This article examines the relationship between Black racial identity and academic achievement in urban settings. Using Mary Shelley's Frankenstein (1918) as a comparative framework, the author describes current practices and suggests practical applications of empirical findings for practicing classroom teachers of African American students. Specifically, the article identifies an appreciation of the historical context for Black racial identity development and an acknowledgment of within-group diversity among African American adolescents as key in the development of a healthy racial identity.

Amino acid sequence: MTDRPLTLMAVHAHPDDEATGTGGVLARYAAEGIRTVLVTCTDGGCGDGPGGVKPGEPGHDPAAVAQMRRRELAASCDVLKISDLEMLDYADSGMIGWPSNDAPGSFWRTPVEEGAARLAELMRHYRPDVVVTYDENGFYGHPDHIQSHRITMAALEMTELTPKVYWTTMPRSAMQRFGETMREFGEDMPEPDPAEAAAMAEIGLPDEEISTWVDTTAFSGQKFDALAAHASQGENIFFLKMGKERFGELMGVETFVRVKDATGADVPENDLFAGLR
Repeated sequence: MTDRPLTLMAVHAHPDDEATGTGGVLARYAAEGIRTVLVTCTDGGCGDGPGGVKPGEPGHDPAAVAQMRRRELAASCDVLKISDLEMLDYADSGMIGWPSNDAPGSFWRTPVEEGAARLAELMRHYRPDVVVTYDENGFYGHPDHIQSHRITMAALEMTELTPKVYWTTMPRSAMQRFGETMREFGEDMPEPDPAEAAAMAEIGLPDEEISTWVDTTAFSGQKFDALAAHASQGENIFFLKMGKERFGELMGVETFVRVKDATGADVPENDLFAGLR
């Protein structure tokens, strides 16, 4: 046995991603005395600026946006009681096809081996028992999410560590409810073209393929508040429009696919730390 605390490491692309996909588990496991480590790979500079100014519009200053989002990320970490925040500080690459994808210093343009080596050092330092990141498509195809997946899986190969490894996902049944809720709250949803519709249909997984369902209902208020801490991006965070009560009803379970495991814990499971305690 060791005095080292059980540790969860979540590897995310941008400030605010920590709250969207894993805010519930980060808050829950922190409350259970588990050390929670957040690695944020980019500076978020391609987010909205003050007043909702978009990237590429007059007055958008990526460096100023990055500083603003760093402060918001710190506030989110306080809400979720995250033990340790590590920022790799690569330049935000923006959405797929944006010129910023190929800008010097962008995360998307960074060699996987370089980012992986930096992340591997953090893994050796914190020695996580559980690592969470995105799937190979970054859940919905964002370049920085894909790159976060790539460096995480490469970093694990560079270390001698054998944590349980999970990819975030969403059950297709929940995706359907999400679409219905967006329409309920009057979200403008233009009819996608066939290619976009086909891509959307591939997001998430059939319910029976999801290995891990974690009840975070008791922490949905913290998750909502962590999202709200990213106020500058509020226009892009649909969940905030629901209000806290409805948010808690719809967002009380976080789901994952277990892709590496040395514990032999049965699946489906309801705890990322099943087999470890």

The Relationship Between Black Racial Identity and Academic Achievement in Urban SettingsTheory Into Practice
Citation InformationHarper, B. E. (2007). The relationship between black racial identity and academic achievement in urban settings. Theory Into Practice, 46(3), 230-238. doi:10.1080/14241270701402231